• The female flies use serrated blades on the tip of their abdomens to cut through the skin of ripe fruit and lay their eggs.
• The eggs hatch into larvae that feed on the flesh of the fruit until they reach maturity — ruining the fruit in the process.
MALE AND FEMALE Drosophila suzukii on a berry.
Humans aren’t the only species with a sweet tooth.
Research from North Carolina State University shows that the invasive spotted-wing vinegar fly (Drosophila suzukii) also prefers sweet, soft fruit — giving us new insight into a species that has spread across the United States over the past four years and threatens to cause hundreds of millions of dollars in damage to U.S. fruit crops.
“Because we know that D. suzukii prefers softer, sweeter fruit, we can focus our research efforts into which wild fruits may serve as reservoirs for this species and help identify new crops that might be at risk,” says Hannah Burrack, an assistant professor of entomology at North Carolina State and lead author of a paper on the research.
“These findings may also be a starting point for plant breeders interested in developing new fruit varieties that are more resistant to D. suzukii.”
Originally from east Asia, D. suzukii were first detected in California in 2008. They have since spread to states from Wisconsin to North Carolina to Florida.
The female flies use serrated blades on the tip of their abdomens to cut through the skin of ripe fruit and lay their eggs. The eggs hatch into larvae that feed on the flesh of the fruit until they reach maturity — ruining the fruit in the process.
Sellers go to great pains to remove infested fruit before it reaches the marketplace, so consumers won’t notice a difference in fruit quality.
But infestations can cause significant economic problems for fruit growers. For example, researchers estimate that D. suzukii has the potential to destroy 40 percent of blackberry and raspberry crops in the eastern U.S., which would affect berry prices and availability.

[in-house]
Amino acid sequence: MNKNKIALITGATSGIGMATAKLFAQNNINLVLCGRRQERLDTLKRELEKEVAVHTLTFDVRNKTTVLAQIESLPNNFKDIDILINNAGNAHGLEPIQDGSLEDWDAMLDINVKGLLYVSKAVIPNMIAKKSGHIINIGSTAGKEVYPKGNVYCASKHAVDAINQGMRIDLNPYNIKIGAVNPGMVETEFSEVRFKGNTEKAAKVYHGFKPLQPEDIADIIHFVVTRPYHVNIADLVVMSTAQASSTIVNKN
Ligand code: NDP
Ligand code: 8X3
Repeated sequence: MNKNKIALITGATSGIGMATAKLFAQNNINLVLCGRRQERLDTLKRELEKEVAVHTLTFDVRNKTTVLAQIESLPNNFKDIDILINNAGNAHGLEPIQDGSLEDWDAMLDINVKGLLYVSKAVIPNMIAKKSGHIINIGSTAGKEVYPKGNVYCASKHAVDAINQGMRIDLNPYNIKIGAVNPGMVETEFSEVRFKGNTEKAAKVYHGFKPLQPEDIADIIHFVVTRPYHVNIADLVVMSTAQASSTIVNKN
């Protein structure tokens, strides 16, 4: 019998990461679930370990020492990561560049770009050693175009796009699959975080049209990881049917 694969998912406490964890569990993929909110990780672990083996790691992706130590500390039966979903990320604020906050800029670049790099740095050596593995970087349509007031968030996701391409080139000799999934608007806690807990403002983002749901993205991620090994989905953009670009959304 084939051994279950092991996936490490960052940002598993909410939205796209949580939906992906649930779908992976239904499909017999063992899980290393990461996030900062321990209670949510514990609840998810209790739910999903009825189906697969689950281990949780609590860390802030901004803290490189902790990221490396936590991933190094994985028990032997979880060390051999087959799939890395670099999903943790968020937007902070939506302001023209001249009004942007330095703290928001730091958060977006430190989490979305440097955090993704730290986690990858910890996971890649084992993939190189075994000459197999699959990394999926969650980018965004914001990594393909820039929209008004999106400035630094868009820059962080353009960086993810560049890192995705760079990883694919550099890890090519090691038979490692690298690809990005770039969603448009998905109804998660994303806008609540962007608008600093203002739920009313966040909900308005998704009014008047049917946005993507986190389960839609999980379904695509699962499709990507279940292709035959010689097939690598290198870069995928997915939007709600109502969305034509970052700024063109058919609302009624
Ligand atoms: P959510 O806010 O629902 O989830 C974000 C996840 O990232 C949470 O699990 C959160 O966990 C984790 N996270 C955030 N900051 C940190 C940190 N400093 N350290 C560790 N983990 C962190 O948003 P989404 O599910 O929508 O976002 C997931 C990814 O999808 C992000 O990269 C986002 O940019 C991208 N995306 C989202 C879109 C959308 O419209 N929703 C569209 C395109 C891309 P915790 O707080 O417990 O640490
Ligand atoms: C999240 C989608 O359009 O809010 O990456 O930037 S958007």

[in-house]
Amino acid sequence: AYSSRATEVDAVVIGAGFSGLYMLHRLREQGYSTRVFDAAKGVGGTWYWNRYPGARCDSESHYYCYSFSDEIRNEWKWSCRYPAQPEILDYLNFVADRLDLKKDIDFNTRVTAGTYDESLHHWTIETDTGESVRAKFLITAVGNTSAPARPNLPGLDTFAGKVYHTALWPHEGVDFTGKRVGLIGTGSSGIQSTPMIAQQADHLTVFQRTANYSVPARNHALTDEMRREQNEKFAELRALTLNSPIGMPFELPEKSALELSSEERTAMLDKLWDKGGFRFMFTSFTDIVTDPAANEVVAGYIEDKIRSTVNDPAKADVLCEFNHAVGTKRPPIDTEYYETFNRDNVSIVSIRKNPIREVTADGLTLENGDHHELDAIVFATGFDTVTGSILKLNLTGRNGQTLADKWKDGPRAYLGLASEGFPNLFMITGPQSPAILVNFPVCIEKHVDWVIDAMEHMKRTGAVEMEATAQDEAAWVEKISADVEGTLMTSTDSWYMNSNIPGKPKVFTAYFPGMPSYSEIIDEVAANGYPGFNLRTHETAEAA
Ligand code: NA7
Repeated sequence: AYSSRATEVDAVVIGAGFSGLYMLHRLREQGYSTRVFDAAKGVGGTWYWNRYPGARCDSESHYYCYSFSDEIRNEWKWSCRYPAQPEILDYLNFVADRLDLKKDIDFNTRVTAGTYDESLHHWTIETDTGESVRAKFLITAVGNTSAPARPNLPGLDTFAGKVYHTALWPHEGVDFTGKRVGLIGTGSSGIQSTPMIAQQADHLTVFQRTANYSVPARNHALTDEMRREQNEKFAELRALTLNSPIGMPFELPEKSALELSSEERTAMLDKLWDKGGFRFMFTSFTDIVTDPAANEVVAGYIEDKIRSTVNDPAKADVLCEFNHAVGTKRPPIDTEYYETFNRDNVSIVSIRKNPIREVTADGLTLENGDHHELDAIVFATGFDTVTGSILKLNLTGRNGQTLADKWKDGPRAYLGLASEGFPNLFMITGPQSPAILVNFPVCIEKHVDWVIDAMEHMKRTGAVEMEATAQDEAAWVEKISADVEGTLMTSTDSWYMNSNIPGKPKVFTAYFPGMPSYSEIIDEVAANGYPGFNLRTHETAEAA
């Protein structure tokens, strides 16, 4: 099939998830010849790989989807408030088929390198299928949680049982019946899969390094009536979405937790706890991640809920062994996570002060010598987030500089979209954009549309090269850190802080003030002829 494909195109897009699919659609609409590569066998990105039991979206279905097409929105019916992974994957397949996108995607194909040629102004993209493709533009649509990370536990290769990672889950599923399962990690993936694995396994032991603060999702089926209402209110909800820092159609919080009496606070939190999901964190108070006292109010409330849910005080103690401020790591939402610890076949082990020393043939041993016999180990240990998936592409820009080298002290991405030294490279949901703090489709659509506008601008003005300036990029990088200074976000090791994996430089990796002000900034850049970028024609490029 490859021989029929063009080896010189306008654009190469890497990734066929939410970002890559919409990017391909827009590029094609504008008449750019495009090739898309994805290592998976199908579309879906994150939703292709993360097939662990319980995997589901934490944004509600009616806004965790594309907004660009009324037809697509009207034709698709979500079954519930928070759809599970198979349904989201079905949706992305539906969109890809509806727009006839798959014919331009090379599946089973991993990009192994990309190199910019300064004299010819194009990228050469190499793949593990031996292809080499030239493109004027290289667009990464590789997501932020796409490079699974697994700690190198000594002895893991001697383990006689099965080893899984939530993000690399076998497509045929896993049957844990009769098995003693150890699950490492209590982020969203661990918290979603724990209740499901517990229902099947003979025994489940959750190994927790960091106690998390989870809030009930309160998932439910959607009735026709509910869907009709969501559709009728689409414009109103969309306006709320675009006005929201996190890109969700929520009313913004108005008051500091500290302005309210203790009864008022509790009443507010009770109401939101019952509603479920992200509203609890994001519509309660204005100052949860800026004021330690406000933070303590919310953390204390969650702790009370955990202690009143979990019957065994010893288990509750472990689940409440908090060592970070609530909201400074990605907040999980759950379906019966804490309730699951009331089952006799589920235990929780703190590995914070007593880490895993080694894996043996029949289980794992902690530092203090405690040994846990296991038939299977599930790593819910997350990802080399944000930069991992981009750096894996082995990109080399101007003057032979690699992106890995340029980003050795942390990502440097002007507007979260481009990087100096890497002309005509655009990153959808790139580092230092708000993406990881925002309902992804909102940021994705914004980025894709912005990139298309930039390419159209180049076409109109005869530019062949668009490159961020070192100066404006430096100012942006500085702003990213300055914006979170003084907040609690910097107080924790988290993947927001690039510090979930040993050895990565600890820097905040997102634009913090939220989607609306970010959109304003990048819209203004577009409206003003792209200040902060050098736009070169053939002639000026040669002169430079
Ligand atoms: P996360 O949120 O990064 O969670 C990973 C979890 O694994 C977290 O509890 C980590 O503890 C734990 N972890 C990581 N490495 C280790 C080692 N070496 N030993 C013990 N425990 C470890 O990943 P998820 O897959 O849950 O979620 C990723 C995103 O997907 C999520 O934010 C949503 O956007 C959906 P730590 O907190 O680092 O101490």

D. suzukiialready causes tens of millions of dollars in crop damage annually to cherries, raspberries, blackberries, blueberries and strawberries. But researchers estimate that losses could climb into the hundreds of millions of dollars per year if the pest can’t be controlled.
While ongoing studies explore pesticide-based approaches to control D. suzukii, the new research from North Carolina State should help scientists and farmers with other control options.
For example, the study found that D. suzukii are more likely to infest certain varieties of raspberries and blackberries. This means growers may be able to limit crop damage by planting more of the varieties that D. suzukii tend to avoid.
Similarly, this information allows farmers to focus pesticide treatment on varieties that are most susceptible to infestation.
The three-year study evaluated D. suzukii impacts in commercial blackberry and raspberry crops in North Carolina, and also encompassed laboratory experiments to help researchers determine which characteristics made fruits more likely to be infested.
The work was supported by the Southern Region Small Fruit Consortium, North Carolina Tobacco Trust Fund Commission, North Carolina Department of Food and Agriculture, U.S. Department of Agriculture and North Carolina Blueberry Council.
The paper, “Variation in selection and utilization of host crops in the field and laboratory by Drosophila suzuki iMatsumara (Diptera: Drosophilidae), an invasive frugivore,” was published online March 14 in Pest Management Science. Co-authors are Gina Fernandez, a professor of horticultural science at North Carolina State; Taylor Spivey, an undergraduate at Brevard College; and Dylan Kraus, an undergraduate at North Carolina State.
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